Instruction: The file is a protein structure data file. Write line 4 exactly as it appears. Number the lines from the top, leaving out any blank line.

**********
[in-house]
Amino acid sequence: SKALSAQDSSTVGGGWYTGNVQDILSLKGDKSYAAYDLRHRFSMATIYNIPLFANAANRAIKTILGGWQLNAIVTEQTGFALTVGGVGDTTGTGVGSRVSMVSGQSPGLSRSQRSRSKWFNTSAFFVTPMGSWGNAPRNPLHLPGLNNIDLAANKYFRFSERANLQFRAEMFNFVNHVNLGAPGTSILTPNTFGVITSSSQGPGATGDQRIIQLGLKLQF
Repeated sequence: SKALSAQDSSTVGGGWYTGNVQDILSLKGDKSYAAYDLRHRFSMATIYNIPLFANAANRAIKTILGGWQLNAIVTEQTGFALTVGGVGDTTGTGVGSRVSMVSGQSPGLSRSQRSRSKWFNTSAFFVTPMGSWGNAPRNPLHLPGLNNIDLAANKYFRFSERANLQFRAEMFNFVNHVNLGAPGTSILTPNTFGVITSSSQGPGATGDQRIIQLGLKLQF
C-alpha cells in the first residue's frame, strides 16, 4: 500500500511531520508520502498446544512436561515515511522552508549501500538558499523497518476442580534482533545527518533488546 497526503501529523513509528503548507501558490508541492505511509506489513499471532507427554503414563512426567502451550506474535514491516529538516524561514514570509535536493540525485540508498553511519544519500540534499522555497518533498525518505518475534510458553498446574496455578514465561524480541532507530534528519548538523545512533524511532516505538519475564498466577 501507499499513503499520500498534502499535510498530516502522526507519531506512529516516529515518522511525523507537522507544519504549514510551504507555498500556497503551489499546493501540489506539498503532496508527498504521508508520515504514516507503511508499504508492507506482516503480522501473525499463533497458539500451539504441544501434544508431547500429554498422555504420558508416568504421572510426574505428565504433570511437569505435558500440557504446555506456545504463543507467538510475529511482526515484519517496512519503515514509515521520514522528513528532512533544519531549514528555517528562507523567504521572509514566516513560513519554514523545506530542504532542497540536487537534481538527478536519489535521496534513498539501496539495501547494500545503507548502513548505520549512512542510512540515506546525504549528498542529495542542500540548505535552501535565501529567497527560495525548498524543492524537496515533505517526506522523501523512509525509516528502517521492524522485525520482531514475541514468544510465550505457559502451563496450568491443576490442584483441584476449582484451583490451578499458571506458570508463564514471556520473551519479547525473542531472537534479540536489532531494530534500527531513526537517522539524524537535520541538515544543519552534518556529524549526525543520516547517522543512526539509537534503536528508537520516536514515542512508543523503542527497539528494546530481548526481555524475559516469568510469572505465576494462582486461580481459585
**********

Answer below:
C-alpha cells in the first residue's frame, strides 16, 4: 500500500511531520508520502498446544512436561515515511522552508549501500538558499523497518476442580534482533545527518533488546 497526503501529523513509528503548507501558490508541492505511509506489513499471532507427554503414563512426567502451550506474535514491516529538516524561514514570509535536493540525485540508498553511519544519500540534499522555497518533498525518505518475534510458553498446574496455578514465561524480541532507530534528519548538523545512533524511532516505538519475564498466577 501507499499513503499520500498534502499535510498530516502522526507519531506512529516516529515518522511525523507537522507544519504549514510551504507555498500556497503551489499546493501540489506539498503532496508527498504521508508520515504514516507503511508499504508492507506482516503480522501473525499463533497458539500451539504441544501434544508431547500429554498422555504420558508416568504421572510426574505428565504433570511437569505435558500440557504446555506456545504463543507467538510475529511482526515484519517496512519503515514509515521520514522528513528532512533544519531549514528555517528562507523567504521572509514566516513560513519554514523545506530542504532542497540536487537534481538527478536519489535521496534513498539501496539495501547494500545503507548502513548505520549512512542510512540515506546525504549528498542529495542542500540548505535552501535565501529567497527560495525548498524543492524537496515533505517526506522523501523512509525509516528502517521492524522485525520482531514475541514468544510465550505457559502451563496450568491443576490442584483441584476449582484451583490451578499458571506458570508463564514471556520473551519479547525473542531472537534479540536489532531494530534500527531513526537517522539524524537535520541538515544543519552534518556529524549526525543520516547517522543512526539509537534503536528508537520516536514515542512508543523503542527497539528494546530481548526481555524475559516469568510469572505465576494462582486461580481459585